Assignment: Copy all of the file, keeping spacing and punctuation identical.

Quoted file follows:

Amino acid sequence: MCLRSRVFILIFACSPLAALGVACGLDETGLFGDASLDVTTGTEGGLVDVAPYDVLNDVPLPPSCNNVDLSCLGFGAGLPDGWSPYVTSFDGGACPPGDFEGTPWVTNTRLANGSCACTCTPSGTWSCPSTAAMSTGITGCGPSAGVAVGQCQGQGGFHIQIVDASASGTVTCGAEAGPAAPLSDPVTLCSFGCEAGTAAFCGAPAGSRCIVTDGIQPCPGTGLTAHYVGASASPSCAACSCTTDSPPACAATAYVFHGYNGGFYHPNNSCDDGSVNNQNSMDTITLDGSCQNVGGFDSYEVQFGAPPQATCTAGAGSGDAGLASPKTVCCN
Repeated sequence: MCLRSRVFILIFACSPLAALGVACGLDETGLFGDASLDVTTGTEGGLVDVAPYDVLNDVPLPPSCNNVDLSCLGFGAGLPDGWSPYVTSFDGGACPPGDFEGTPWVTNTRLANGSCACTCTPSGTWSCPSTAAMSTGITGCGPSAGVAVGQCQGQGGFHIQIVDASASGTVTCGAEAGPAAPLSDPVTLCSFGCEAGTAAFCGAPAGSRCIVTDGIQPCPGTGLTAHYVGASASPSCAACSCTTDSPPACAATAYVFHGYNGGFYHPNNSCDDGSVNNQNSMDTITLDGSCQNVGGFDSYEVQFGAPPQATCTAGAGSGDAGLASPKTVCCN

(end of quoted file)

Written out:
Amino acid sequence: MCLRSRVFILIFACSPLAALGVACGLDETGLFGDASLDVTTGTEGGLVDVAPYDVLNDVPLPPSCNNVDLSCLGFGAGLPDGWSPYVTSFDGGACPPGDFEGTPWVTNTRLANGSCACTCTPSGTWSCPSTAAMSTGITGCGPSAGVAVGQCQGQGGFHIQIVDASASGTVTCGAEAGPAAPLSDPVTLCSFGCEAGTAAFCGAPAGSRCIVTDGIQPCPGTGLTAHYVGASASPSCAACSCTTDSPPACAATAYVFHGYNGGFYHPNNSCDDGSVNNQNSMDTITLDGSCQNVGGFDSYEVQFGAPPQATCTAGAGSGDAGLASPKTVCCN
Repeated sequence: MCLRSRVFILIFACSPLAALGVACGLDETGLFGDASLDVTTGTEGGLVDVAPYDVLNDVPLPPSCNNVDLSCLGFGAGLPDGWSPYVTSFDGGACPPGDFEGTPWVTNTRLANGSCACTCTPSGTWSCPSTAAMSTGITGCGPSAGVAVGQCQGQGGFHIQIVDASASGTVTCGAEAGPAAPLSDPVTLCSFGCEAGTAAFCGAPAGSRCIVTDGIQPCPGTGLTAHYVGASASPSCAACSCTTDSPPACAATAYVFHGYNGGFYHPNNSCDDGSVNNQNSMDTITLDGSCQNVGGFDSYEVQFGAPPQATCTAGAGSGDAGLASPKTVCCN